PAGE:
- A conversation in the studio with This week our guests in the studio are Laura Morgan, MD, and Jim Sullivan. Laura Morgan is the author of Three Jewels, a natural history/field guide to three trail systems in west Sonoma County. Jim Sullivan teaches animal tracking, is a landscape painter, and is writing a book combining the newest information in the cognitive sciences with what he has learned from daily practice of our species' most ancient pursuit—animal tracking.
Laura Morgan describes her spiritual background this way: “My father's father was to be the next "Mirshimun", the spiritual and secular head of the Assyrians and their Orthodox Church at the time of the Armenian/Assyrian massacre in northern Iran in 1915.
“I was raised Episcopalian but had an enduring "born again" experience at age 16, the year I first laid eyes on the landscape of West Sonoma County. I came back to live here and attended Sonoma State, graduating with degrees in music and literature.
“During my last year of college, I met Eknath Easwaran at the Blue Mountain Center of Meditation in Tomales and subsequently lived in the community for 10 years. He asked me to become a physician, so I did, through the UCB/UCSF Joint Medical Program. He hoped to perform research studying the effects of meditation. When difficulties led to an exodus of many community members in the '80s, I continued my residency at Community Hospital of Sonoma County, in family practice.
“During the 30 years of medical practice that ensued, I stuck with passage meditation and trail-running as my anchors. I primarily worship nature. Austin Creek backcountry is my religion of choice. Jesus, the Buddha, Aunty Pema and Uncle Eckhardt also make daily appearances in my life.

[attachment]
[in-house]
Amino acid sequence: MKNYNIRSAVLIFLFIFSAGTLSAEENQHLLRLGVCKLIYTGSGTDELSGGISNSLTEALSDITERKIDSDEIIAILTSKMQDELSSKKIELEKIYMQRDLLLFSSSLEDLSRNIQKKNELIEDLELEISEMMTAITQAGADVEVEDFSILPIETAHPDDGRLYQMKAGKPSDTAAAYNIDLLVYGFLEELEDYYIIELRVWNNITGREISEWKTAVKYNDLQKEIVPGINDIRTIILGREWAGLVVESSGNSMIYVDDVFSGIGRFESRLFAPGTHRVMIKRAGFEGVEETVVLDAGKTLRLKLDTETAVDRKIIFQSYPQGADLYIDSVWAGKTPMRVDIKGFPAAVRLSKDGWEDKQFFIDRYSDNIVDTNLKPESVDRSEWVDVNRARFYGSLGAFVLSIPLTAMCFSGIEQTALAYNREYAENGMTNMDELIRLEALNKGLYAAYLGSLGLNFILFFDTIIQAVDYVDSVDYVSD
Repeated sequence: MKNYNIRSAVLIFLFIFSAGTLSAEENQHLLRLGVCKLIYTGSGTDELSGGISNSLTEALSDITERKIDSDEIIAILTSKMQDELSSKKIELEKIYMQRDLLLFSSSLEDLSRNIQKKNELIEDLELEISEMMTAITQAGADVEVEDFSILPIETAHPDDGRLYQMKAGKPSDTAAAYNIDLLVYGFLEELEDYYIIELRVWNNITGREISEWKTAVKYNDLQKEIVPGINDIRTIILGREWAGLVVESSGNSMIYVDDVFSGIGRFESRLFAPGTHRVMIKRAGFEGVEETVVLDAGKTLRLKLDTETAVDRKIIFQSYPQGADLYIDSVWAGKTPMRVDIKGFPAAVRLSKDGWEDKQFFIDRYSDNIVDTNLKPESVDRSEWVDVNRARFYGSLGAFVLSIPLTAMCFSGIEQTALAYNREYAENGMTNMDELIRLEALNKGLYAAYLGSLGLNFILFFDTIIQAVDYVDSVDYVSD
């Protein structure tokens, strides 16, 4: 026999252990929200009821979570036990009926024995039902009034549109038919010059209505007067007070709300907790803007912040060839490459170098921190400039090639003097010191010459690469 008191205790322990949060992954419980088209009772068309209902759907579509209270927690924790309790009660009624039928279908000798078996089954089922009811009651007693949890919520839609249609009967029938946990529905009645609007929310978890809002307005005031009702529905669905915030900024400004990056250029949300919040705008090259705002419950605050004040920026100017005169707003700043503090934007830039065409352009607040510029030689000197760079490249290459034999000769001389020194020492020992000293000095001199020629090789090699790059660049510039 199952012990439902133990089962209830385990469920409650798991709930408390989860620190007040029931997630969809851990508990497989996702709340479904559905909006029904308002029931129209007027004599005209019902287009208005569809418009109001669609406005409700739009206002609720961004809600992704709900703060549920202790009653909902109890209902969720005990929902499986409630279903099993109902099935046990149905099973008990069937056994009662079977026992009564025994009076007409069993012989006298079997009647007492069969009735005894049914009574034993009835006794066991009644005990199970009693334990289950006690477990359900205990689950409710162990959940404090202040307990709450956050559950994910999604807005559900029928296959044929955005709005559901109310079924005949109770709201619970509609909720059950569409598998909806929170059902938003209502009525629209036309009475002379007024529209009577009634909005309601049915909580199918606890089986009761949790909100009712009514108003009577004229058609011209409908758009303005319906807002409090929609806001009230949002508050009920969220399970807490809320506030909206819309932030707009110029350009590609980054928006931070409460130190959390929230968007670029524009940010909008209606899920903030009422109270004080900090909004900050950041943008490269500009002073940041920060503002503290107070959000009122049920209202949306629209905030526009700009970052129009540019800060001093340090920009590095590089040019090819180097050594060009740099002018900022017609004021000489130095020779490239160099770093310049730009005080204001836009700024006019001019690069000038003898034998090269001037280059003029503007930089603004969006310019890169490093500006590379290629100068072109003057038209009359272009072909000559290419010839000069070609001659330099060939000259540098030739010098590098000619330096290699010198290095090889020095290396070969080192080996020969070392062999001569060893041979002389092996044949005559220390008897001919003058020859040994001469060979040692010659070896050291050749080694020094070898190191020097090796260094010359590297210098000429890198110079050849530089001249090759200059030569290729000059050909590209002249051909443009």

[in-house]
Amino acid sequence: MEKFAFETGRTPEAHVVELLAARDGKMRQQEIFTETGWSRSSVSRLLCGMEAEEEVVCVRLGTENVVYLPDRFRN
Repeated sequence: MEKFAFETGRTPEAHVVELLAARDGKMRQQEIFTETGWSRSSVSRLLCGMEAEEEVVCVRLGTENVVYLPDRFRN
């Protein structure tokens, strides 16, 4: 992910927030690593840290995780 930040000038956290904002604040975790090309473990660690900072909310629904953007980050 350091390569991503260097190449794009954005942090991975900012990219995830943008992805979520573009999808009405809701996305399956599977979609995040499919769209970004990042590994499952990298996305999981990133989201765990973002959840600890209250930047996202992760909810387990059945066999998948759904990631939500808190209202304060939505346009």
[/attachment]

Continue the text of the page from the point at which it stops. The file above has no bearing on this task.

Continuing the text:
Jim Sullivan is a 4th generation Sonoma county native who lives near Occidental, California. A long time environmental activist, he also wrote a popular column for the Bodega Bay Navigator for eight years. He is perhaps best known for having led the campaign to open California State beaches for night access, and for serving as the first president of both the Rural Alliance and of the Sonoma County Farmlands Group, and for his involvement in a number of contentious land use issues. He also served on the boards of over a dozen other non-profits, from the Sonoma Land Trust and C.O.A.A.ST, to Native Species Network.
A graduate of Notre Dame in biology, he also studied in Vienna, Austria, and did graduate work at several other universities and still takes--and teaches-- classes and workshops at Santa Rosa Junior College and elsewhere. He served 4 years in the infantry, including an extended tour in Korea with the United Nations occupation forces, where in 1962 he resigned his commission in protest over US policies in Asia. Upon return to the States, he lived in Santa Barbara, but by the mid-60s found himself in the Haight Ashbury where he became involved in the Civil Rights and Anti-war movements. During that time he also was instrumental in launching the Natural Foods movement, got married, moved to Marin county and raised 4 kids.
Returning to Sonoma County with the back to the land movement in 1976, he settled on Joy Ridge, near Bodega, where his ancestors settled in the early 1870s. After a career as a landscape designer/contractor, he retired in the early 90s and has been painting almost daily since.
In May, 2010, Jim was qualified by Mark Elbroch as one of about 600 internationally certified animal trackers. Currently he is teaching two monthly tracking/bird language classes a month, as well as frequent workshops and several lectures a year.
Saturday, October 10, 2015
The Mystical Positivist - Radio Show #199 - 10OCT15
The Mystical Positivist is now a weekly radio show on KOWS-LP 107.3 FM, Occidental, CA. Listen live on Saturday evenings from 4:00 - 6:00pm, PST, via the web at KOWS Live Stream.
This week's podcast features:
More information about Laura Morgan's work and interests can be found at: